Cape Times



A RECENT study by Vitality and the London School of Economics has revealed that simply walking at least 5 000 steps three times a week can significan­tly increase life expectancy and reduce healthcare costs.

According to the research, maintainin­g this habit for two years can add up to three years to the life of previously inactive individual­s and cut their healthcare expenses by up to 13%.

Vitality has developed a datadriven tool called the Vitality Habit Index. This tool aims to quantify habit formation and its influence on overall well-being.

The study, titled The Vitality Habit Index, analysed the habits of over one million Vitality members in South Africa and the UK over 10 years. It sought to identify ways to promote healthier habits and discourage unhealthy ones.

During the presentati­on in London, Discovery's Chief Executive Adrian Gore emphasised the study's comprehens­ive analysis of health habits and their impact on society.

The research mapped the physical activity and nutrition behaviours of Vitality members to determine the best strategies for forming and maintainin­g healthy habits, ultimately leading to longer and healthier lives.

The study also highlighte­d the global impact of insufficie­nt physical activity and poor diet, linking them to millions of premature deaths each year.

With these findings, promoting healthy habits becomes even more crucial in the face of rising obesity rates and associated health risks.

“Globally, insufficie­nt physical activity is associated with up to five million premature deaths every year; and estimates suggest that one in five deaths are now associated with poor diet, with 1.5 billion people predicted to be obese by 2035,” the study said.

The World Health Organizati­on (WHO) has revealed that a large percentage of adults and adolescent­s worldwide are physically inactive, leading to a significan­t risk of preventabl­e non-communicab­le diseases. If this trend continues, it could cost health systems billions each year.

Amid the growing burden of disease and healthcare costs, the Habit Index research offers insights into the potential of small lifestyle changes to enhance global health and make healthcare systems more resilient and sustainabl­e.

Individual impact

The study highlights the substantia­l impact that small changes in habits can have on individual­s' health outcomes.

It found that people of all ages experience­d significan­t positive effects from sustaining healthier habits.

Individual­s aged 65 and older saw a remarkable 52% reduction in their mortality risk by walking 7500 steps three or more times per week.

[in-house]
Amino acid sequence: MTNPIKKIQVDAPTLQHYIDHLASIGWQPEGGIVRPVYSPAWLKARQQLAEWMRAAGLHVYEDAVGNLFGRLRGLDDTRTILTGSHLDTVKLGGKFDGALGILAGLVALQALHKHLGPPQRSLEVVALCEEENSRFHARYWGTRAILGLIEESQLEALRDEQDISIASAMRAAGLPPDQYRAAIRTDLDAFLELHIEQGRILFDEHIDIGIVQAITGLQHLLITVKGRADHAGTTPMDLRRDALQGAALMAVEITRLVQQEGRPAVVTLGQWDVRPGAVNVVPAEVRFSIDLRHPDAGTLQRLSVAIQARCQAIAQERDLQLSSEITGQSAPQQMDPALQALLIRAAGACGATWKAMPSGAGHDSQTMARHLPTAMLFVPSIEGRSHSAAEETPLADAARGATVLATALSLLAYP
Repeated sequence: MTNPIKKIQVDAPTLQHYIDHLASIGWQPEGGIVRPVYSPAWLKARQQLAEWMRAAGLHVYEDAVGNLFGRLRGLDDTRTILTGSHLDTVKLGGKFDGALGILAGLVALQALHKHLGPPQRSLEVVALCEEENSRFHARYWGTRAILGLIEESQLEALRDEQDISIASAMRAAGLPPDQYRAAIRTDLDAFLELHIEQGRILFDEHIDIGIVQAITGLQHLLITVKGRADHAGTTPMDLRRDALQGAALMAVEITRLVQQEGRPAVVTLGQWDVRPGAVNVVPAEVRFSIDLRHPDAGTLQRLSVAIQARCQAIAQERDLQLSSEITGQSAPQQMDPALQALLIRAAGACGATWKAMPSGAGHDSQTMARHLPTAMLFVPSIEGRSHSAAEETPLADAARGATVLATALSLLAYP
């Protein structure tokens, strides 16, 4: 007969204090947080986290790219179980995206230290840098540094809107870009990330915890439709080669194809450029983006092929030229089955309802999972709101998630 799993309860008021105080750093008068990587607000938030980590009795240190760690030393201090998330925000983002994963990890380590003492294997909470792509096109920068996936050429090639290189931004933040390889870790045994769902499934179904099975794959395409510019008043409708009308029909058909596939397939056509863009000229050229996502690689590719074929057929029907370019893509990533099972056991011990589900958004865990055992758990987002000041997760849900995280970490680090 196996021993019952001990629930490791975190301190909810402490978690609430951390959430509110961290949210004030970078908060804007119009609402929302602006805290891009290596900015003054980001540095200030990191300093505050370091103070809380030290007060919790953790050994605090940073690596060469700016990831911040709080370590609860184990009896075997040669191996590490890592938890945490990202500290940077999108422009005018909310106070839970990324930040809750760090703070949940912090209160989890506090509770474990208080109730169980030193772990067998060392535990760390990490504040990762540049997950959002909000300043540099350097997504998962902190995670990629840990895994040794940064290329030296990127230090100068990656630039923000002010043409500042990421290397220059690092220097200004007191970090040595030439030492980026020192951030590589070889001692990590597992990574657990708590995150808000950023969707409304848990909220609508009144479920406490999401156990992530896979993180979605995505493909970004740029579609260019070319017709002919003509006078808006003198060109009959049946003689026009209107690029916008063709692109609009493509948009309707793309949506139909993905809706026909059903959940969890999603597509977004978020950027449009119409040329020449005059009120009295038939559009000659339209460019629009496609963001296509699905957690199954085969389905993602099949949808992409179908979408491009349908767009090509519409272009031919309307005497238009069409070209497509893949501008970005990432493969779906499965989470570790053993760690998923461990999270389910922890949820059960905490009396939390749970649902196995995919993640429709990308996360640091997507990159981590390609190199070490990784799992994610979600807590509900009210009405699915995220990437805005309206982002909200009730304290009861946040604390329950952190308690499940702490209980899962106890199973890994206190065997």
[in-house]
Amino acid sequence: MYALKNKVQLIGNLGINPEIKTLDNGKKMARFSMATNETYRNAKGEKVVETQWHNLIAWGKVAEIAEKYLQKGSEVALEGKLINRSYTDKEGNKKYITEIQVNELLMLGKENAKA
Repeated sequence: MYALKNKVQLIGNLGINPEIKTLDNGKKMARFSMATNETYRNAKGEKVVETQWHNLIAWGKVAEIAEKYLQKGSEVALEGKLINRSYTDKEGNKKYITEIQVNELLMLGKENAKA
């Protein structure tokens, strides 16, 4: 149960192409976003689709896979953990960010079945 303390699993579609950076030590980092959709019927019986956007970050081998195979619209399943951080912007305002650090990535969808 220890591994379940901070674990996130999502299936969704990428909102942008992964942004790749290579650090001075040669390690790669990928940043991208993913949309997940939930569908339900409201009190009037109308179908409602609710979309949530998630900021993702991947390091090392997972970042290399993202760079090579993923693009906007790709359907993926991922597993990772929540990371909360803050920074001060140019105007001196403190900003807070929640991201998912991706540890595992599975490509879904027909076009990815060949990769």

This reduction was greater than

that seen in the 45-65 age group, which experience­d a 38% decrease, and the overall population, which saw a 27% reduction.

The research also indicates that maintainin­g an average of 7,500 steps per day significan­tly reduces the risk of common-cause mortality, with additional health benefits beyond this threshold.

On average, individual­s who sustain a healthy physical activity habit of at least three times per week for more than two years can add between 2.5 to 3 years to their life expectancy, with women experienci­ng a greater increase.

Based on the research, three rules for creating robust habits emerged:

Start low and slow – don’t be too ambitious

Individual­s who start with lowto moderate-intensity exercise at low frequency are likely to maintain their habit 1.5 times longer compared with those who start with high-intensity workouts.

Use “habit laddering” – set a target from your baseline

Set the target based on aims and existing health status, for example, when inactive, starting with 2 500 steps three to five times a week is the “first step on the ladder”.

Focus on consistenc­y then intensity

Keep up the activity to form the habit and only increase the intensity once the action has been repeated for between six and eight weeks.

Adrian Gore, founder of Discovery Vitality, highlighte­d the profound impact of healthy habits on life quality and longevity.

Said Gore: “Our data shows the impact is not only significan­t but applies across ages, risk factors, and health statuses – maintainin­g a small amount of physical activity has lasting health impacts.”

He pointed to the importance of understand­ing the mechanisms of habits to improve individual health and healthcare systems globally.

Dinesh Govender, Discovery Vitality CEO, expressed optimism about the potential of the Vitality Habit Index, stating, “What I find encouragin­g is the ability to immediatel­y act on the research's findings that forming even the smallest healthy habit at any age can be life-changing.”

He pointed out that individual­s of all ages can experience life-changing benefits.

He cited the example of a 65-yearold reducing their mortality rate by over 50% through regular walking.

Professor Joan Costa-Font from the London School of Economics underscore­d the significan­ce of the study's findings, calling for action from policymake­rs to promote prevention in public health.

He said the potential of habit-based interventi­ons to lengthen life expectancy, generate savings for public health services, improve productivi­ty, and address long-term challenges related to mental health, social isolation and non-communicab­le diseases.

 ?? | Gabin Vallet ?? TO BETTER understand the impact of habits on health, Vitality has developed a data-driven tool called the Vitality Habit Index. /Unsplash
| Gabin Vallet TO BETTER understand the impact of habits on health, Vitality has developed a data-driven tool called the Vitality Habit Index. /Unsplash

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